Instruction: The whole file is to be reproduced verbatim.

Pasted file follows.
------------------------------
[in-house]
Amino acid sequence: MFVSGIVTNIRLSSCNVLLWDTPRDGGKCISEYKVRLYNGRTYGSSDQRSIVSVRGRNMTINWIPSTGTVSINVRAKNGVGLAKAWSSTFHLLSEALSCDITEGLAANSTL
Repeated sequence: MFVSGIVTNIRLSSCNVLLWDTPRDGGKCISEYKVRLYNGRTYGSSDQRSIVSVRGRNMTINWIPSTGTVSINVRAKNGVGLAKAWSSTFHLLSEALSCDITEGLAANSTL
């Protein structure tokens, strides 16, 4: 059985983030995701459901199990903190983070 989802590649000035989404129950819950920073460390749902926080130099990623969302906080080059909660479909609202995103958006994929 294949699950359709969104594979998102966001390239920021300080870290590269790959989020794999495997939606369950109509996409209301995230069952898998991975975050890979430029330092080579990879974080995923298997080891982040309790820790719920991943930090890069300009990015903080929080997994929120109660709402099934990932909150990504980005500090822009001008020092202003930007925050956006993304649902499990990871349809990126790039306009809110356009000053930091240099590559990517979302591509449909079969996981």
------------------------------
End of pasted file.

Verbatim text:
[in-house]
Amino acid sequence: MFVSGIVTNIRLSSCNVLLWDTPRDGGKCISEYKVRLYNGRTYGSSDQRSIVSVRGRNMTINWIPSTGTVSINVRAKNGVGLAKAWSSTFHLLSEALSCDITEGLAANSTL
Repeated sequence: MFVSGIVTNIRLSSCNVLLWDTPRDGGKCISEYKVRLYNGRTYGSSDQRSIVSVRGRNMTINWIPSTGTVSINVRAKNGVGLAKAWSSTFHLLSEALSCDITEGLAANSTL
């Protein structure tokens, strides 16, 4: 059985983030995701459901199990903190983070 989802590649000035989404129950819950920073460390749902926080130099990623969302906080080059909660479909609202995103958006994929 294949699950359709969104594979998102966001390239920021300080870290590269790959989020794999495997939606369950109509996409209301995230069952898998991975975050890979430029330092080579990879974080995923298997080891982040309790820790719920991943930090890069300009990015903080929080997994929120109660709402099934990932909150990504980005500090822009001008020092202003930007925050956006993304649902499990990871349809990126790039306009809110356009000053930091240099590559990517979302591509449909079969996981």